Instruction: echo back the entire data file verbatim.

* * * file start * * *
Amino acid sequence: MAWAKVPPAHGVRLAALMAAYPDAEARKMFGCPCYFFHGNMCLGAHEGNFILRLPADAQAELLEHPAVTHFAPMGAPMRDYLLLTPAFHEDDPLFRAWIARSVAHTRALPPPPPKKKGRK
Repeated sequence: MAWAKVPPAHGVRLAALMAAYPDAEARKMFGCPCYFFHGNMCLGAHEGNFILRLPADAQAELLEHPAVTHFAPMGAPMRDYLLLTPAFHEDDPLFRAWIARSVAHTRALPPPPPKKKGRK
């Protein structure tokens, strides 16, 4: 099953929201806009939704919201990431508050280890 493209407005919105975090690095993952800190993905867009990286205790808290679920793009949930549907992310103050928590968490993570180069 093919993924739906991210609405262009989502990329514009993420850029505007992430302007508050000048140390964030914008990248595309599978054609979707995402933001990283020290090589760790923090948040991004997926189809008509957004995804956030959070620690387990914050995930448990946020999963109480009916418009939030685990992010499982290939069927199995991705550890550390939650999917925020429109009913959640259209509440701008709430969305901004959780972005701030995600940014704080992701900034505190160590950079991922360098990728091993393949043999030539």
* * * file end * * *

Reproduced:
Amino acid sequence: MAWAKVPPAHGVRLAALMAAYPDAEARKMFGCPCYFFHGNMCLGAHEGNFILRLPADAQAELLEHPAVTHFAPMGAPMRDYLLLTPAFHEDDPLFRAWIARSVAHTRALPPPPPKKKGRK
Repeated sequence: MAWAKVPPAHGVRLAALMAAYPDAEARKMFGCPCYFFHGNMCLGAHEGNFILRLPADAQAELLEHPAVTHFAPMGAPMRDYLLLTPAFHEDDPLFRAWIARSVAHTRALPPPPPKKKGRK
């Protein structure tokens, strides 16, 4: 099953929201806009939704919201990431508050280890 493209407005919105975090690095993952800190993905867009990286205790808290679920793009949930549907992310103050928590968490993570180069 093919993924739906991210609405262009989502990329514009993420850029505007992430302007508050000048140390964030914008990248595309599978054609979707995402933001990283020290090589760790923090948040991004997926189809008509957004995804956030959070620690387990914050995930448990946020999963109480009916418009939030685990992010499982290939069927199995991705550890550390939650999917925020429109009913959640259209509440701008709430969305901004959780972005701030995600940014704080992701900034505190160590950079991922360098990728091993393949043999030539």